Sian Berry

London Green Party are readying themselves for the 2020 London Assembly elections, as the campaign to get a Green mayor and gain greater representation in the Assembly gathers pace.

The election is an “incredible opportunity” for Greens to make change happen in London, according to current Assembly Member (AM), Caroline Russell.

She was speaking at the start of a day of campaign training for London activists, who will be promoting Green Party of England and Wales Co-Leader Sian Berry’s bid to become the first Green Mayor of London.

The campaign also hopes to increase the number of Greens on the assembly. Berry and Russell head up a list of assembly candidates which also includes Zack Polanski, Benali Hamdache, Gulnar Hasnain and Shahrar Ali.

Reflecting on her work as an AM, Russell said: “There is a whole mass of things happening in London right now that wouldn’t be happening were it not for me and Sian.

“We have shown that Greens can be very effective.”

At the training day members from across London heard how the climate crisis and Brexit can be used as a platform to engage voters with the range of other Green policies set out for London, such as creating a fairer deal for renters and improving air quality. Attendees also shared thoughts on how the party can ensure London’s diverse population is included in the 2020 campaign.

Russell spoke out against current Mayor of London Sadiq Khan, in particular his failure to act on the climate emergency he declared in December.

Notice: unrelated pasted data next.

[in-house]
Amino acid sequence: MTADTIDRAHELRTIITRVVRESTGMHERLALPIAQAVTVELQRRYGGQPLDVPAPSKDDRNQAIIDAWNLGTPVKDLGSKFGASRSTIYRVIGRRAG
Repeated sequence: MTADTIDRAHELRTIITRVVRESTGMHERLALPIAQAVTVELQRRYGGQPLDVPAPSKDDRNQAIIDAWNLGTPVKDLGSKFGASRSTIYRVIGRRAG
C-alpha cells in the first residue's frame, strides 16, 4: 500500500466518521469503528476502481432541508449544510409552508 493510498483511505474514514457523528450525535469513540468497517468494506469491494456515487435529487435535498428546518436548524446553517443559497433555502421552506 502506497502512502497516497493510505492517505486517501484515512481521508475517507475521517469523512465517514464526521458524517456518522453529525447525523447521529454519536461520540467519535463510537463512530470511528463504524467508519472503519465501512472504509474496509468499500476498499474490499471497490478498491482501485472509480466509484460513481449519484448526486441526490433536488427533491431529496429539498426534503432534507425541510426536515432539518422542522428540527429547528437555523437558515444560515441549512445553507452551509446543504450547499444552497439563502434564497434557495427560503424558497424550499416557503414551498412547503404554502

“With a Labour mayor you don’t get the really radical action to tackle the really big issues which are facing us,” she said.

Following the event, Emma Leigh, campaign operations manager for the London 2020 campaign, said: “This year’s elections have seen a massive surge of support for Green leadership – with historic results in the European and Council Elections.

“With a fairer voting system in this election, we’re gearing up for our strongest campaign ever so we can continue to deliver the bold leadership that’s so desperately needed.”

The London mayoral and assembly elections are a three-part election which partly uses a proportional system, giving Greens the chance to gain representation without the barriers of first past the post.

The mayor is chosen using a supplementary vote system in which voters choose a first and second preference candidate. If no candidate receives more than 50% of first preference votes then the top two candidates enter a run-off race, where the second preference votes for these two candidates are added to their previous totals.

Constituency AMs represent districts of London and are elected through first past the post. London-wide AMs – such as Berry and Russell – gain their seats through a proportional voting system which considers votes cast across the city and attempts to ensure the Assembly reflects how the capital voted as a whole.

In 2016, the Greens came in third place in the mayoral election, with Sian Berry taking 5.8% of the vote. She received the largest number of second preference votes of any candidate in the election – for 2020 campaigners will be hoping that Londoners can be convinced she is deserving of a first-preference vote instead.

Header image credit: Rosie Rawle